2015 marks the 25th anniversary of the start of the Tameside Archaeology Survey. Funded by Tameside MBC, one of the ten districts of Greater Manchester, it had three main aims: primary research, community engagement, and dissemination. Tameside as a local authority was only created in 1974 and this project was seen by the council as one way in which the new borough’s identity could be promoted through the exploration of its river valley, mossland and upland landscapes (see my blog from February 2014 for a fuller description of the project). During its 22 years it won a clutch of awards from the Libraries Association and the Association for Industrial Archaeology and was highly commended in the 2014 ‘best project’ category of the British Archaeology Awards.
The main survey finished in 2012 with the publication of the ninth volume in the Archaeology of Tameside series, and the ending of the ten-year long Setantii exhibition based on the project and housed in Ashton-under-Lyne town hall. The basement had been specially converted so as to tell the story of Tameside through its archaeology with dedicated displays and audio-visual material. And the name of the exhibition? That refers to a tribal group that occupied the Lancashire area during the Roman period: Tameside straddles the historic Lancashire and Cheshire county border.
Spin offs from the archaeological survey have continued, not least the objects on display at the Portland Basin Museum and the continued work of the Tameside Archaeology Society (who are just starting a prehistoric survey of the boar Flat, one of the high Pennine upland areas of the borough) and the Tameside History Forum. So it seems appropriate to celebrate the survey’s quarter century with a look at 25 objects uncovered, or rediscovered, by the project since 1990. This is my 50th blog so starting the series marks another milestone in a new form of media that we could not have foreseen back in 1990 when the Tamesidee Archaeology Survey started.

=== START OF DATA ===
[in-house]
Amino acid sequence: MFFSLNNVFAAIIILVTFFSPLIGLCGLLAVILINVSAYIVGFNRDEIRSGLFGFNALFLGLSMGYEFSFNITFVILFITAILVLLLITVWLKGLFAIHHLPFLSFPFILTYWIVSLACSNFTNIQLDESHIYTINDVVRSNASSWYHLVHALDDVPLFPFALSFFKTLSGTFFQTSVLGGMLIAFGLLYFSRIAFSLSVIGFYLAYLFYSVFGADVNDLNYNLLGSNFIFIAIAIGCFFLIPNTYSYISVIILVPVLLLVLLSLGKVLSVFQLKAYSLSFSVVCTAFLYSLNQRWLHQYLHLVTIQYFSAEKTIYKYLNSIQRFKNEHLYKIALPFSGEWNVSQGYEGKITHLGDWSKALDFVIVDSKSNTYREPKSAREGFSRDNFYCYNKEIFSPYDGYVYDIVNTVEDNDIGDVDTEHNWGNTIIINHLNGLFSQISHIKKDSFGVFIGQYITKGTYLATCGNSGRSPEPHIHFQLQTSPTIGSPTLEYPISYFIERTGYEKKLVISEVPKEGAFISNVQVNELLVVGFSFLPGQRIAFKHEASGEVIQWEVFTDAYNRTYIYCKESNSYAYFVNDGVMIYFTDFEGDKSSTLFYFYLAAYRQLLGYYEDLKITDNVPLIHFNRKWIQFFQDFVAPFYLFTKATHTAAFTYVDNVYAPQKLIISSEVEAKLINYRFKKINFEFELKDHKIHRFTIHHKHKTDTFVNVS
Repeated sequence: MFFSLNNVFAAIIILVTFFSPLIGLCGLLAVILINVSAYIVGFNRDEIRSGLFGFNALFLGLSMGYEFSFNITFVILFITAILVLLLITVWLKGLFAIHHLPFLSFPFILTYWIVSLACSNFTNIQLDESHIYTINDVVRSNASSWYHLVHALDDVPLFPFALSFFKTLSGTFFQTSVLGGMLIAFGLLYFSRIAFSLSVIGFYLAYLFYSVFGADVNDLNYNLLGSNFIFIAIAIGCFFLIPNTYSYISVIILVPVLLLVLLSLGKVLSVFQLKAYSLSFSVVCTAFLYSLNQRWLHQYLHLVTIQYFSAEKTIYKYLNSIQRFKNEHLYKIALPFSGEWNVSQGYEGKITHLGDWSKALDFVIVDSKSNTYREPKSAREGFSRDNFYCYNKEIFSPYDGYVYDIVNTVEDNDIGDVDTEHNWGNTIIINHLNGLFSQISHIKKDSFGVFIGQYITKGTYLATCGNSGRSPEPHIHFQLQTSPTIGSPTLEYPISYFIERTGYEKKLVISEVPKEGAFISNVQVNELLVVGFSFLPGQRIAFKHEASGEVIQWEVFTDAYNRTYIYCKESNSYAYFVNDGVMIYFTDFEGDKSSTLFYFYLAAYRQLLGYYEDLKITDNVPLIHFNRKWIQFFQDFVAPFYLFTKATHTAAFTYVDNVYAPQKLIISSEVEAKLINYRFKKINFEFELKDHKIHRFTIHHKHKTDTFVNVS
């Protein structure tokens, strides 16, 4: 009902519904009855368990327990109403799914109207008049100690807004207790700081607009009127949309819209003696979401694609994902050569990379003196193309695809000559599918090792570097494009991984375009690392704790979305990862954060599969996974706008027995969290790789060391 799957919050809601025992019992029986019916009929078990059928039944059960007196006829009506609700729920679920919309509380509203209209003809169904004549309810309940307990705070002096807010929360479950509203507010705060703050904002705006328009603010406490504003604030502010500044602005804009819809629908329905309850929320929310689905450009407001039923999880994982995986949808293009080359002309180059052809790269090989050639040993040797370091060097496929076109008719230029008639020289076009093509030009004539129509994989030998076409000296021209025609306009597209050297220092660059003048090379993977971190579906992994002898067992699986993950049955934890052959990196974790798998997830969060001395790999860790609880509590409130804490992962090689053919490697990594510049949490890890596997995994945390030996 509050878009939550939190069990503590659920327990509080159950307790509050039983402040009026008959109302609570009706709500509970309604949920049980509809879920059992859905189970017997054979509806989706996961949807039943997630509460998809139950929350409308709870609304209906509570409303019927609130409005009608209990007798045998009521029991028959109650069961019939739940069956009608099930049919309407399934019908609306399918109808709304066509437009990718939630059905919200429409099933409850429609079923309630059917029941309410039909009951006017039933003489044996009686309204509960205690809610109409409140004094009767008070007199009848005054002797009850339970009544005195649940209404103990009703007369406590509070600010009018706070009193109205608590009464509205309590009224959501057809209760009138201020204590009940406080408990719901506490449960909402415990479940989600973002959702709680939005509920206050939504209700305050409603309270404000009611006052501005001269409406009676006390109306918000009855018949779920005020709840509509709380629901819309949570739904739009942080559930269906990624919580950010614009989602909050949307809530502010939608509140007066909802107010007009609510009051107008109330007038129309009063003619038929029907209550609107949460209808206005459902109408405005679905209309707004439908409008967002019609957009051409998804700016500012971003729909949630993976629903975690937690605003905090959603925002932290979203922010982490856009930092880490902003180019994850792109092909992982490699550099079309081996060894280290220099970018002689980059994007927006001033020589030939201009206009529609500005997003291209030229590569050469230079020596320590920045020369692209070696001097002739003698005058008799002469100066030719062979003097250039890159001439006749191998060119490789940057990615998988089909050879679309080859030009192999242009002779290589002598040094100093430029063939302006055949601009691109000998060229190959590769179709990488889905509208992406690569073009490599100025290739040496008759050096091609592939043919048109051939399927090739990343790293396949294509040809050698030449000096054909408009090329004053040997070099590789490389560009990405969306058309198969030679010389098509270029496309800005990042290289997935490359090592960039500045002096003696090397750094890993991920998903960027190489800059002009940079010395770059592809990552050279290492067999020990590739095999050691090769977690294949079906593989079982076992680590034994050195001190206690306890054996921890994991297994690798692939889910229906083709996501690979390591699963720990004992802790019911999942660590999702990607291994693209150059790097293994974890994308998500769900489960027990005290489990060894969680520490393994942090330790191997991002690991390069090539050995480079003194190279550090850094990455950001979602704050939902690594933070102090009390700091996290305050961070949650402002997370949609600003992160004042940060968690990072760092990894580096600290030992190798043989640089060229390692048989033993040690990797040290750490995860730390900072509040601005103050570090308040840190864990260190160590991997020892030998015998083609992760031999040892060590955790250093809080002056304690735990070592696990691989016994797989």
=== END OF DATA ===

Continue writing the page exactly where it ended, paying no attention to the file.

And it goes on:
With such a long-running and a rich archaeology to choose from the problem is keeping he list to just 25. I had the privilege to run the project for its 22 years, and to oversee the results so there is a wealth of material to discuss. Over 625,000 words in 18 academic and popular monographs; 110 detailed building surveys; 24 research excavations; a range of journal articles; and six national awards. Academically, the fieldwork has had a major impact on the practice and development of Industrial Archaeology, through the excavation of one of the earliest Newcomen steam engine sites in the world (Fairbottom Bobs); pioneering studies on the canal warehouses and felt hatting industry remains in the borough; and the development of the Manchester Methodology.
Whilst it’s tempting to approach this project thematically (death and burial, identity, work life, home life, landscape change), I’m going to take a more straight forward chronological approach. In this way the blogs should reflect the dominance of the industrial archaeology of the borough, and the role Tameside played in the industrialisation of Britain, which turned out to be the major impact of the project on British archaeology. First, though, we need to lay some foundations, so the first five items will cover the later prehistoric and Roman periods.